The Game Components found in Core Content include lots of completely coded systems to bring more functionality to your game, including scoreboards, nameplates for players, and resource pickups.
Core uses a Lua API to script games. While it is possible to build games entirely using all the components made by Core and other Core creators, being able to read and write some scripts is extremely useful for building unique experiences.
- The Lua Lightbulb Tutorial is a complete tutorial that introduces Lua, and the way scripts and objects interact in Core.
- The Lua Style Guide will give a more experienced coder a quick overview of how lua is implemented in Core.
There are also a number of videos currently available on the CoreGames YouTube Channel which can show how to tackle challenges at any experience level.
Community Content is a massive collection of props, scripts, costumes, weapons, and complete game systems created and shared by creators for others to use. Core is designed to easily incorporate these different pieces into games, and facilitates easy collaboration between artists and programmers through the Template system.
One example of how you can use Community Content is for creating an area full of NPCs that can be interacted with or are just going about their business. There are two components of Community Content that can allow you to build this:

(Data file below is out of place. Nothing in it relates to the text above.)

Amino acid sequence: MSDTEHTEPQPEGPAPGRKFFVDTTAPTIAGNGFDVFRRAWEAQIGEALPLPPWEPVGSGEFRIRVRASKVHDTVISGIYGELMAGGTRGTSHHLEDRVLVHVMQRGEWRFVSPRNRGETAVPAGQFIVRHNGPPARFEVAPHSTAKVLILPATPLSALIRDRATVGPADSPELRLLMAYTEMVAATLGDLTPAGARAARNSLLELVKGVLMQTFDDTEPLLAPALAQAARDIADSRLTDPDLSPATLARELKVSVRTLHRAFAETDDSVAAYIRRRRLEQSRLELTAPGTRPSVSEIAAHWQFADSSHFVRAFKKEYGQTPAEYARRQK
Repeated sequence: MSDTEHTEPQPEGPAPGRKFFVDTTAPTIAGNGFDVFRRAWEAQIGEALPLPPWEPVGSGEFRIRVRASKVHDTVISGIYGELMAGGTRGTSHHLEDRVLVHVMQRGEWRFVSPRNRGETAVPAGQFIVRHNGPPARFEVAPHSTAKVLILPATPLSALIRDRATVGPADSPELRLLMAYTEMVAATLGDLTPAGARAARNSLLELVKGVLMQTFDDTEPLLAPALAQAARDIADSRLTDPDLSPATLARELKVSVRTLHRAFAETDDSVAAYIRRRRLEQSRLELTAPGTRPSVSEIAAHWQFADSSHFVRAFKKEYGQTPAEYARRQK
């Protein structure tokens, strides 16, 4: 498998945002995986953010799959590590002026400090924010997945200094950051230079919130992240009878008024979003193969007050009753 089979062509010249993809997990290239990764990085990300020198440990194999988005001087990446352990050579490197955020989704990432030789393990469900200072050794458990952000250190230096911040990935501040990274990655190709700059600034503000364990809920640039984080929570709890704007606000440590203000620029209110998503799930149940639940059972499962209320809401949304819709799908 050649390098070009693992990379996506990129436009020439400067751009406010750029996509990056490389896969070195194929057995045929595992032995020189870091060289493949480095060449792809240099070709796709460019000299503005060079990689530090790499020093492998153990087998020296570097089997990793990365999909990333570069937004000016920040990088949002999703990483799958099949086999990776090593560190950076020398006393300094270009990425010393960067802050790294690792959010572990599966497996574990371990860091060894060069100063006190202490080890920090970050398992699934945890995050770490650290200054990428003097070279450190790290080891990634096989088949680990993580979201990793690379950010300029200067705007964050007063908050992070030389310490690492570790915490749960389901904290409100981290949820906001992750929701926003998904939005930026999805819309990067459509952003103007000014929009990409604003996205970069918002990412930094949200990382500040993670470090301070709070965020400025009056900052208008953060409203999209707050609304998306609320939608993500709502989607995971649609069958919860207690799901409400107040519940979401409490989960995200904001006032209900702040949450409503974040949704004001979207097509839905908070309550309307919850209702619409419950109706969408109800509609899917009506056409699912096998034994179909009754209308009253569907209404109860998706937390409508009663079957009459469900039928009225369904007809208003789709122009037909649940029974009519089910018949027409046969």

- Choreographer by Chris allows you to drag scripts into folders to create sequences of animations that can loop and trigger events.
- Dialogue System with NPCs by Hani created for the CoreHaven game by ManticoreGames, this robust dialog system will allow you to create dialogs with animations and attach them to NPCs. Find the script called DialogsLibrary_Conversations to follow the format of the example conversation and build your own.
The NPC AI Kit by standardcombo is the most downloaded Community Content template, and the most popular way of creating enemy NPCs which can spawn when players are nearby, pursue players across NavMesh areas defined by visible plains, and take and give damage in combat.
- A related and equally useful tool is the NPC Costume Script by standardcombo, that allows you to create customized NPCs by attaching objects to their sockets. The chicken in Farmer's Market, for example, was actually made by connecting objects to the Raptor Animated Mesh.
EaseUI & Ease3D by NicholasForeman are a library of Easing Functions that can be applied to create smooth movement clientside for 2D UI elements and 3D objects.
Team META has created a collection of useful creator tools, from leaderboards to inventory systems to victory screens.
Day Night Sky by Rasm will allow you to add a day-night cycle to your project with no extra effort, adding life and polish to a project instantly.
Universal Object Spawner by standardcombo will allow you to continually spawn copies of objects, so players never run out of a resource, equipment, or weapon.